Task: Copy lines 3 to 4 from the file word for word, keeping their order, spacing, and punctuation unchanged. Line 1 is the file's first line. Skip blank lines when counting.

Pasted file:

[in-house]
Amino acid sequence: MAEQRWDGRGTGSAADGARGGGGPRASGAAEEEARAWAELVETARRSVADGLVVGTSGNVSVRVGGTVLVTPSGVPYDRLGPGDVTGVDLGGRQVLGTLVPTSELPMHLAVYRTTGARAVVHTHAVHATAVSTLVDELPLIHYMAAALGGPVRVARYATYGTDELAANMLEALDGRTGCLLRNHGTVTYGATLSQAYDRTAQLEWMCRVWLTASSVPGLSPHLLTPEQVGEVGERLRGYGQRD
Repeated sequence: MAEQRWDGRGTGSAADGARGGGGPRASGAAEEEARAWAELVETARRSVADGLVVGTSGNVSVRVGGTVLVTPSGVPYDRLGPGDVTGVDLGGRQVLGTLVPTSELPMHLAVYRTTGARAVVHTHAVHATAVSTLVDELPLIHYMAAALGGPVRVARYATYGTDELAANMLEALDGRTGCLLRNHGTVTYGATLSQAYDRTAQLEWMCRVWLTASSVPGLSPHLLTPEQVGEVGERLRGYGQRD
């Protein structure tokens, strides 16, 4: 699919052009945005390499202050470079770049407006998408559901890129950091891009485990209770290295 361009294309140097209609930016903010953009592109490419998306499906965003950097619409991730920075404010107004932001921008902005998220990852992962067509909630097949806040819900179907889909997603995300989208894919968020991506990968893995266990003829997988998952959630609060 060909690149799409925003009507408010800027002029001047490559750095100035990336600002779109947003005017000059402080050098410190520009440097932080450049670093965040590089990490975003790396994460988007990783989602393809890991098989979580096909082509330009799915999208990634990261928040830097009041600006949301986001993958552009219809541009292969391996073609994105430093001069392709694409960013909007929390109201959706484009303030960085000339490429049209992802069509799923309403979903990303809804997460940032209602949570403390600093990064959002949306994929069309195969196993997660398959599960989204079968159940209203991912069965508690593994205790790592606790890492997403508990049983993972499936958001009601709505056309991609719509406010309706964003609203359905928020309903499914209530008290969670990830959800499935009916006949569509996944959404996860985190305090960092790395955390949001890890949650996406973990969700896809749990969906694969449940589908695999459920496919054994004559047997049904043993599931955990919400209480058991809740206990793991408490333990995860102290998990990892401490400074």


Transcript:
Repeated sequence: MAEQRWDGRGTGSAADGARGGGGPRASGAAEEEARAWAELVETARRSVADGLVVGTSGNVSVRVGGTVLVTPSGVPYDRLGPGDVTGVDLGGRQVLGTLVPTSELPMHLAVYRTTGARAVVHTHAVHATAVSTLVDELPLIHYMAAALGGPVRVARYATYGTDELAANMLEALDGRTGCLLRNHGTVTYGATLSQAYDRTAQLEWMCRVWLTASSVPGLSPHLLTPEQVGEVGERLRGYGQRD
């Protein structure tokens, strides 16, 4: 699919052009945005390499202050470079770049407006998408559901890129950091891009485990209770290295 361009294309140097209609930016903010953009592109490419998306499906965003950097619409991730920075404010107004932001921008902005998220990852992962067509909630097949806040819900179907889909997603995300989208894919968020991506990968893995266990003829997988998952959630609060 060909690149799409925003009507408010800027002029001047490559750095100035990336600002779109947003005017000059402080050098410190520009440097932080450049670093965040590089990490975003790396994460988007990783989602393809890991098989979580096909082509330009799915999208990634990261928040830097009041600006949301986001993958552009219809541009292969391996073609994105430093001069392709694409960013909007929390109201959706484009303030960085000339490429049209992802069509799923309403979903990303809804997460940032209602949570403390600093990064959002949306994929069309195969196993997660398959599960989204079968159940209203991912069965508690593994205790790592606790890492997403508990049983993972499936958001009601709505056309991609719509406010309706964003609203359905928020309903499914209530008290969670990830959800499935009916006949569509996944959404996860985190305090960092790395955390949001890890949650996406973990969700896809749990969906694969449940589908695999459920496919054994004559047997049904043993599931955990919400209480058991809740206990793991408490333990995860102290998990990892401490400074």